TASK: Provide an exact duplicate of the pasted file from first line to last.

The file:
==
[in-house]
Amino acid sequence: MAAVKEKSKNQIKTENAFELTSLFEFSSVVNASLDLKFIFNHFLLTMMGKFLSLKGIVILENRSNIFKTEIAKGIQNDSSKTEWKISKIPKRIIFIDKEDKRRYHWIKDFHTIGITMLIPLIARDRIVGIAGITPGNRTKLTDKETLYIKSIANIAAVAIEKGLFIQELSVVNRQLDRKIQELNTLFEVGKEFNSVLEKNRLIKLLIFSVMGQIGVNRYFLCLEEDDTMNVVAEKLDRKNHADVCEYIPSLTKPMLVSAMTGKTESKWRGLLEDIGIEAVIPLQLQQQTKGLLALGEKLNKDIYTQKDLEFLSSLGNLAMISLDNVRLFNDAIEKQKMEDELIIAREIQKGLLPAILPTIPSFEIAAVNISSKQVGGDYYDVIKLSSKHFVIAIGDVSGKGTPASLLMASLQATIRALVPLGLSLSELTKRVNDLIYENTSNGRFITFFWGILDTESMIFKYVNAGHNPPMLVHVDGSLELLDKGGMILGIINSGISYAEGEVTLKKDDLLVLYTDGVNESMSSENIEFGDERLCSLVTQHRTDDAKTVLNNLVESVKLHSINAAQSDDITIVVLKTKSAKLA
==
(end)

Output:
[in-house]
Amino acid sequence: MAAVKEKSKNQIKTENAFELTSLFEFSSVVNASLDLKFIFNHFLLTMMGKFLSLKGIVILENRSNIFKTEIAKGIQNDSSKTEWKISKIPKRIIFIDKEDKRRYHWIKDFHTIGITMLIPLIARDRIVGIAGITPGNRTKLTDKETLYIKSIANIAAVAIEKGLFIQELSVVNRQLDRKIQELNTLFEVGKEFNSVLEKNRLIKLLIFSVMGQIGVNRYFLCLEEDDTMNVVAEKLDRKNHADVCEYIPSLTKPMLVSAMTGKTESKWRGLLEDIGIEAVIPLQLQQQTKGLLALGEKLNKDIYTQKDLEFLSSLGNLAMISLDNVRLFNDAIEKQKMEDELIIAREIQKGLLPAILPTIPSFEIAAVNISSKQVGGDYYDVIKLSSKHFVIAIGDVSGKGTPASLLMASLQATIRALVPLGLSLSELTKRVNDLIYENTSNGRFITFFWGILDTESMIFKYVNAGHNPPMLVHVDGSLELLDKGGMILGIINSGISYAEGEVTLKKDDLLVLYTDGVNESMSSENIEFGDERLCSLVTQHRTDDAKTVLNNLVESVKLHSINAAQSDDITIVVLKTKSAKLA